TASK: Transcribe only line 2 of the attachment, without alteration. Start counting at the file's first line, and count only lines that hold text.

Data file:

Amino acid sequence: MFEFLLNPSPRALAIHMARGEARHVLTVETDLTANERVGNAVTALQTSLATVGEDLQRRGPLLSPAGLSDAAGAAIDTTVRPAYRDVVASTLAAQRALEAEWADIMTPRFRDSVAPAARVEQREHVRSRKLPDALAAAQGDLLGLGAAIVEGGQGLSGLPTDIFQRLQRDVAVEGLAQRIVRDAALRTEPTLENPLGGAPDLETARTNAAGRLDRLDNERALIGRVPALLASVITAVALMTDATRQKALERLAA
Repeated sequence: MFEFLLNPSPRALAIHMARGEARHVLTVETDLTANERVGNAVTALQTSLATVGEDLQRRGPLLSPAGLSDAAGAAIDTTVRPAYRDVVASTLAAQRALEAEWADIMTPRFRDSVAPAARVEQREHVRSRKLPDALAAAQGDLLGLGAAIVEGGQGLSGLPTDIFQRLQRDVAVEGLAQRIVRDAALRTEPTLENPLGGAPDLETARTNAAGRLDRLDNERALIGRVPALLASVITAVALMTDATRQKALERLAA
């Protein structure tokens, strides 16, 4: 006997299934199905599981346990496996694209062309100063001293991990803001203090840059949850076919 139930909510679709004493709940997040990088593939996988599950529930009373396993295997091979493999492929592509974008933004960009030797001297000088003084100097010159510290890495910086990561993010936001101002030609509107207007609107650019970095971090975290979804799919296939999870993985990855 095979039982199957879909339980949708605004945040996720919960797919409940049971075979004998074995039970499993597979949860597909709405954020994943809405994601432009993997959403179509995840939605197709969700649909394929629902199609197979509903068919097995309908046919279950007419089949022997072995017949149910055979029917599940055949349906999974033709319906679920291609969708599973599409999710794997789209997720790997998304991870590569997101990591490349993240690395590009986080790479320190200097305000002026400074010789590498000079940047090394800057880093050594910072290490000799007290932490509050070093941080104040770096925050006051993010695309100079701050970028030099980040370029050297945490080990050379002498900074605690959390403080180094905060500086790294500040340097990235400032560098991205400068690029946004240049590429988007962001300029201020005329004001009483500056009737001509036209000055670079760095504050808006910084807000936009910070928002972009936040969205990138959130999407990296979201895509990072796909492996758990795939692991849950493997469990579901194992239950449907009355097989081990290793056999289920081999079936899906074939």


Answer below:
Repeated sequence: MFEFLLNPSPRALAIHMARGEARHVLTVETDLTANERVGNAVTALQTSLATVGEDLQRRGPLLSPAGLSDAAGAAIDTTVRPAYRDVVASTLAAQRALEAEWADIMTPRFRDSVAPAARVEQREHVRSRKLPDALAAAQGDLLGLGAAIVEGGQGLSGLPTDIFQRLQRDVAVEGLAQRIVRDAALRTEPTLENPLGGAPDLETARTNAAGRLDRLDNERALIGRVPALLASVITAVALMTDATRQKALERLAA